When Nielsen Business Media announced last week it was shutting down book-publishing trade magazine Kirkus Reviews, industry observers could declare a winner to an age-old rivalry: Publishers Weekly.

Not that PW hasn't had its problems. The 136-year-old magazine, published by Reed Elsevier's (ENL) Reed Business Information, has been on the block off-and-on for the last couple of years -- and most definitely on since last July. PW has weathered all manner of cuts and layoffs, including that of editor-in-chief Sara Nelson at the start of 2009.

But it seems the magazine's newest strategy for survival is to court controversy. Last month its Best Books of 2009 roster raised hackles for excluding any books by women. This week, it's the magazine's cover (pictured), promoting a feature about African-American literature, that's sparking a debate in the industry.
'Have You Lost Your Mind?'

Julia Cheiffetz, an editor at News Corp.'s (NWS) HarperStudio, sounded the first alarm in the imprint's blog: "Publishers Weekly, Have You Lost Your Mind?" Reaction around the industry gave the resounding answer: Yup.

"The black woman as the exotic, wild creature with crazy hair is not, perhaps, the wisest choice of images," said HTMLGIANT's Roxane Gay. And MediaElite's Steve Huff wrote, "This one just comes from the land of fantastically stupid publishing decisions. Like, magnificently boneheaded in that way that only extremely educated – and surely mostly white – people can sometimes be."

The cover was conceived by an African-American senior editor at PW, Calvin Reid, who also wrote the "Afro Picks!" cover line and edited the feature package it promotes, along with PW's creative director, Clive Chiu.

'Startling and Alienating'

Tayari Jones, author of Leaving Atlanta and The Untelling, says she and fellow African-American writers had been excited by the cover package: "It's still rare for black fiction to be covered by black writers in a mainstream magazine." But Jones found the cover to be "startling and alienating," she says, and "a throwback to 1970s stereotypes." Dolen Perkins-Valdez, an African-American author featured in PW's story, added: "The disturbing thing about the PW cover is that somebody thought it was funny."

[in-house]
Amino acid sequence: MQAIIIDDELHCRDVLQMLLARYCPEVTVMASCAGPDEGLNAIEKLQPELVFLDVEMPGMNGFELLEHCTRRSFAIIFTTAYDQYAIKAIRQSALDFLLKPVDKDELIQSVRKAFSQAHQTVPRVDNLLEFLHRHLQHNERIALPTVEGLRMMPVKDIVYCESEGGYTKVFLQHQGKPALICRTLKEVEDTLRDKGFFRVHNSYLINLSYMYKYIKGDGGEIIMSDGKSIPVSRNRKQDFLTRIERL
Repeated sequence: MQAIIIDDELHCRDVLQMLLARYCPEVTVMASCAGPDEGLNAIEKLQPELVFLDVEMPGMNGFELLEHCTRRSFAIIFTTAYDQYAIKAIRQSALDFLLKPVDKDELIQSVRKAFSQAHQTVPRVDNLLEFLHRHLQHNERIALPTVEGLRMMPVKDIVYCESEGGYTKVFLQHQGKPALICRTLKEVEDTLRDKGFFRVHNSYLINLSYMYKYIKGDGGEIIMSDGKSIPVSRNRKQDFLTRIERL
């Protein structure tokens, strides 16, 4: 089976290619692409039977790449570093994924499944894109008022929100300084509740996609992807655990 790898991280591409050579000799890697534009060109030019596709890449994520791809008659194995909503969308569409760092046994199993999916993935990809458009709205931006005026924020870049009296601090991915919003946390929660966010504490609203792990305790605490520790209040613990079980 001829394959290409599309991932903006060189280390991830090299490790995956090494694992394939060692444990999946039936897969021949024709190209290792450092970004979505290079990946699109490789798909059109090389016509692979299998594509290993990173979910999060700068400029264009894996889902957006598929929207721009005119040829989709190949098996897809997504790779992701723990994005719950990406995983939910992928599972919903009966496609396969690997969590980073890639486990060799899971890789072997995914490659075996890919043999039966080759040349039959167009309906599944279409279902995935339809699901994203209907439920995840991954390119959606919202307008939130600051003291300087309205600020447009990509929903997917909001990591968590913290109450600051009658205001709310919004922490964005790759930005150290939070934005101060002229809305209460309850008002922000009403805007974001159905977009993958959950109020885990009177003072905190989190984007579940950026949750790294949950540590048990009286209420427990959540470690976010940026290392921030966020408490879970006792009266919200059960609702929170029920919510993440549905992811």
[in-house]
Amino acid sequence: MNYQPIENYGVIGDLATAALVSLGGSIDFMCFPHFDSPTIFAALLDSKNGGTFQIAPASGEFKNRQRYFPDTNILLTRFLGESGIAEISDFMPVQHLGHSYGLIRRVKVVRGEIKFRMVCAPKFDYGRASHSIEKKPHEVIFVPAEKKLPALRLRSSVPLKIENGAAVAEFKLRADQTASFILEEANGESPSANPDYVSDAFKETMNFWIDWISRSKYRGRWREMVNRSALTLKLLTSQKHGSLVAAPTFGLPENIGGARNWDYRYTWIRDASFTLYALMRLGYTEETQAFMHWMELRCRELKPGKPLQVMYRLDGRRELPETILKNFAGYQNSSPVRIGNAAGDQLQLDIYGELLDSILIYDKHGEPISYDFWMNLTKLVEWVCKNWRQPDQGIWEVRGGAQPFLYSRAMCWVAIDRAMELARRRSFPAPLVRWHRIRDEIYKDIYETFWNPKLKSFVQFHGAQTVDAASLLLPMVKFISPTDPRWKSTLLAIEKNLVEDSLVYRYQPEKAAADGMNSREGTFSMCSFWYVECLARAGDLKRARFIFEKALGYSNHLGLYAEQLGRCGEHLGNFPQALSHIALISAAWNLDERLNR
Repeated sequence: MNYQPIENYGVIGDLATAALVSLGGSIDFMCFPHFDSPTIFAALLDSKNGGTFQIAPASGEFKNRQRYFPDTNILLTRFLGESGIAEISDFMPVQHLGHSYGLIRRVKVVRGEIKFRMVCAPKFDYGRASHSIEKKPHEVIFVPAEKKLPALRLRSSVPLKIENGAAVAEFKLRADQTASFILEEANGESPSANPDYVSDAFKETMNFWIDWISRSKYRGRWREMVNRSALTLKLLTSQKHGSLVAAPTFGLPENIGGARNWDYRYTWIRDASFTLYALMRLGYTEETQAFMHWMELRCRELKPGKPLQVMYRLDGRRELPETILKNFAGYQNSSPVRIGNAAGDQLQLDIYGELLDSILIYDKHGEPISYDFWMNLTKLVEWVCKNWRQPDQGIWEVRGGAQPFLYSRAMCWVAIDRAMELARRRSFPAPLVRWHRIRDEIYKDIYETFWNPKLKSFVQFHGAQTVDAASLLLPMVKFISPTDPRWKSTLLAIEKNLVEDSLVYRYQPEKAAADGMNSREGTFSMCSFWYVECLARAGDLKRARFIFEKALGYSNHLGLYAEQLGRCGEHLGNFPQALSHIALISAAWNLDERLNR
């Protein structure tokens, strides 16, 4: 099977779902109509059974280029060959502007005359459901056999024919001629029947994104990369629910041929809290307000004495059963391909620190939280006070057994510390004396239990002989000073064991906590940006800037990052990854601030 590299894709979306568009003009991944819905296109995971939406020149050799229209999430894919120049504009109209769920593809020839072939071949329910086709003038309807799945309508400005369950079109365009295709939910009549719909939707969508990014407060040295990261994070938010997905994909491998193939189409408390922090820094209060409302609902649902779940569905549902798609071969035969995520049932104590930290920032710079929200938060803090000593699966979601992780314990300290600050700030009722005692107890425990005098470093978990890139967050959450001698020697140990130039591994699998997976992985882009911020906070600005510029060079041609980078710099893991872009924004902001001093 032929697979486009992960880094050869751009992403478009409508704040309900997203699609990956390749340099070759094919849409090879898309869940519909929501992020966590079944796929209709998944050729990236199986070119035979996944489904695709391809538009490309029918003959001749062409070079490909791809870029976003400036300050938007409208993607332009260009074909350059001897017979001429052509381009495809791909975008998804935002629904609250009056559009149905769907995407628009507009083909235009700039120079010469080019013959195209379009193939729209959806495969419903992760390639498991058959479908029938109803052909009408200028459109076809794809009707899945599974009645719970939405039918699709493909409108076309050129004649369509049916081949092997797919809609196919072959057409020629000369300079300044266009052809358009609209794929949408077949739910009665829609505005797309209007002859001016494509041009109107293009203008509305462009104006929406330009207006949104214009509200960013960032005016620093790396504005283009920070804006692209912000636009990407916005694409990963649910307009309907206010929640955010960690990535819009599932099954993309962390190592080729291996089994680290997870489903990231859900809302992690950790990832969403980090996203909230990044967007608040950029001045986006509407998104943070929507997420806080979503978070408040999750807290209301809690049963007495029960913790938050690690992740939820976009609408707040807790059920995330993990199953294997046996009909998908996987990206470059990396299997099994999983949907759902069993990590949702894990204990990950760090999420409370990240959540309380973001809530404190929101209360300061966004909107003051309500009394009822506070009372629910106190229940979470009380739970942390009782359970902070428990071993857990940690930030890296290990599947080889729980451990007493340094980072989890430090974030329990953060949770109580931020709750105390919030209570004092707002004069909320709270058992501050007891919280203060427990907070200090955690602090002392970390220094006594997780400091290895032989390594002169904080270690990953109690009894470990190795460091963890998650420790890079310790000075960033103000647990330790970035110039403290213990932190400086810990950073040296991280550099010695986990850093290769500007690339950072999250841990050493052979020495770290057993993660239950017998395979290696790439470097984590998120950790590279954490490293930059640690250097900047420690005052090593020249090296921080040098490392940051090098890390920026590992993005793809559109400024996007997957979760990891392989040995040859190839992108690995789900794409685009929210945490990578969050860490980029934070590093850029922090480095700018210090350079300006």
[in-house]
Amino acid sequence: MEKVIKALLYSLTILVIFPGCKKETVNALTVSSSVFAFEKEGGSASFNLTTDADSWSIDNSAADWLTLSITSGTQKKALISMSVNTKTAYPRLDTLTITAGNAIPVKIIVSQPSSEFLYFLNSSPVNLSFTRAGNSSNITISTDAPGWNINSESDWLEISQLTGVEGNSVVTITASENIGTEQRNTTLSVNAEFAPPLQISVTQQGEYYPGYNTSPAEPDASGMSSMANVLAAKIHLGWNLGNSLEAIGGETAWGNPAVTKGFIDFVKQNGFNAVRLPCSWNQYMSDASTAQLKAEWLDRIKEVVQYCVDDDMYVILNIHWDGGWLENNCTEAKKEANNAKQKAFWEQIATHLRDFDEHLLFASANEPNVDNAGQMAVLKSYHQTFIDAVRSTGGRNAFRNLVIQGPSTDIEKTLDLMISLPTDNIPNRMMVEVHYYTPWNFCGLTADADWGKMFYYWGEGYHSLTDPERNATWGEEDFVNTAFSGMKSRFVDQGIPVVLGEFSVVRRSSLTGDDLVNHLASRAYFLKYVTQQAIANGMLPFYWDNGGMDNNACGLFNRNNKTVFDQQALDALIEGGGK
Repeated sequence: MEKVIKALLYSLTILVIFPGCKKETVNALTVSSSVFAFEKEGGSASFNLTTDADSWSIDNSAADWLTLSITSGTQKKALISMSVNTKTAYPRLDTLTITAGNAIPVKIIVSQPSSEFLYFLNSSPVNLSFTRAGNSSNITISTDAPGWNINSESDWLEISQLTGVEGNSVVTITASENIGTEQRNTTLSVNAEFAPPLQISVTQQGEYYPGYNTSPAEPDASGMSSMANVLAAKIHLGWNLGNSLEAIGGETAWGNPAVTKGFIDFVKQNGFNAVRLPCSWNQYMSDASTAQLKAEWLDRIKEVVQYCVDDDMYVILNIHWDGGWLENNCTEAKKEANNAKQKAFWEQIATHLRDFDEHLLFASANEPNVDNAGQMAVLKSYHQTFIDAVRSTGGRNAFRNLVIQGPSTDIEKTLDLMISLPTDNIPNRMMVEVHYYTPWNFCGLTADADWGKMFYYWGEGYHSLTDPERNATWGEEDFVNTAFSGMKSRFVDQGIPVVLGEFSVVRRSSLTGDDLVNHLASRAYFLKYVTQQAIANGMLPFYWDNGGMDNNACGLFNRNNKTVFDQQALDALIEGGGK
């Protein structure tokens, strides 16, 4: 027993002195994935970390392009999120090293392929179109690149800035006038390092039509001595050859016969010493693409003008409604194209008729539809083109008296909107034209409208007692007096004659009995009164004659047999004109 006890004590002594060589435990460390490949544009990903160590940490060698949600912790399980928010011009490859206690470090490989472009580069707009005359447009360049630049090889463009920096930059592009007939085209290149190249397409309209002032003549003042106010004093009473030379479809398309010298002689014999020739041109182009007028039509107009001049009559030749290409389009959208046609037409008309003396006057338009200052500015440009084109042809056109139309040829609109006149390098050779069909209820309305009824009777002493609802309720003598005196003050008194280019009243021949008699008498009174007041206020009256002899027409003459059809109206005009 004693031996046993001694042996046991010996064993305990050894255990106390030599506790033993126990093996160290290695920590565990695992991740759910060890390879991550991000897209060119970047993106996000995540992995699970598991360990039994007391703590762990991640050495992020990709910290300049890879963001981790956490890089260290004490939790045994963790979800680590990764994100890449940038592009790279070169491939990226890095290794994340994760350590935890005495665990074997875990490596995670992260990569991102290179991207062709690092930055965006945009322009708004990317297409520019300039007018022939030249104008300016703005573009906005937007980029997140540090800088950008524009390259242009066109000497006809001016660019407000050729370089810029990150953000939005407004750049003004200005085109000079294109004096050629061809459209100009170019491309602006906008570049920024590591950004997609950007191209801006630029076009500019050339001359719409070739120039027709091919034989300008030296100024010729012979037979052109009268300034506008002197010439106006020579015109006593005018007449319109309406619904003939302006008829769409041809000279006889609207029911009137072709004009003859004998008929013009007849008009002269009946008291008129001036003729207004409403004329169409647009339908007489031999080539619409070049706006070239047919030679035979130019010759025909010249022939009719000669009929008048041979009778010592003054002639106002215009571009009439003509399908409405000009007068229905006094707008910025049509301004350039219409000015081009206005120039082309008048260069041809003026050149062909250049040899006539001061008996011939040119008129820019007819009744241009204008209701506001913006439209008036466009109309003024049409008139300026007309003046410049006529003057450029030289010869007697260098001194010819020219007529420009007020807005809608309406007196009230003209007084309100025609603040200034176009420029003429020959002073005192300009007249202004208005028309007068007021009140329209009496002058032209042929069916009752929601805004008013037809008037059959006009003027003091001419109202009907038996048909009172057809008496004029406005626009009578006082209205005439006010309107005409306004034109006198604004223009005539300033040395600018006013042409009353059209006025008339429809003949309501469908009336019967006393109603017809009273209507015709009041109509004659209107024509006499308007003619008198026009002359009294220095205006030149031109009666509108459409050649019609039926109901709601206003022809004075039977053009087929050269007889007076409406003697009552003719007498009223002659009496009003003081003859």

Some readers were disturbed not by the image so much as the cover line: "Afro Picks!" Joseph Sullivan, a book designer and proprietor of The Book Design Review, "It appears to come from PW editorial, and not from the creative from one of the books being covered or reviewed."

Of the image itself, Sullivan says, "I immediately think of Kara Walker's work, and how it polarizes viewers. This cover is not doing anybody any favors: There's clearly a larger context that's missing, and PW's running roughshod over that with cheeky copy."

'Mouth Dropped'

The firestorm may stem from a photo taken out of context. PW editorial director Brian Kenney says the 1999 photograph, "Pickin'," by Lauren Kelley, came from W.W. Norton's October book Posing Beauty: African American Images from the 1890s to the Present, which is highlighted in Felicia Pride's cover story on African-American publishing trends. (Pride Tweeted on Tuesday morning: "I too saw the PW cover yesterday. Mouth dropped. Still, I hope you can read my article.")

Posing Beauty was edited by Deborah Willis, chair of New York University's photography department, and a scholar of black photography and representation.

"PW sometimes assigns its covers to illustrators," Kenney says, "but when our cover story is about a specific area of publishing, we sometimes use existing art from one of the books mentioned in the feature. So our decision to choose an image from Posing Beauty is not unusual."

Controversial or Delightful?

Did PW intend to spark controversy with the cover? "Well, Ms. Kelley created a beautiful, strong, and powerful image that was meant, in part, to be provocative," Kenney says. "It would seem to be doing its job. I'm delighted that PW can help draw attention to her work, and especially to the wonderful collection that is Posing Beauty."

Senior editor Reid addressed the criticisms in an online column, as well as via the Publishers Weekly Twitter account. "While I respect everyone who may be offended," he wrote, "I think the photo is a delightful and wry expression of historical Afro Americana."

But the out-of-context explanation may not be enough. "Apologists for PW's cover and coverline are defending the indefensible," says publishing consultant Don Linn.

"At the end of the day," Jones says, "it's still a shocking cover, and it underscores the frustration of being told that you are an outsider."

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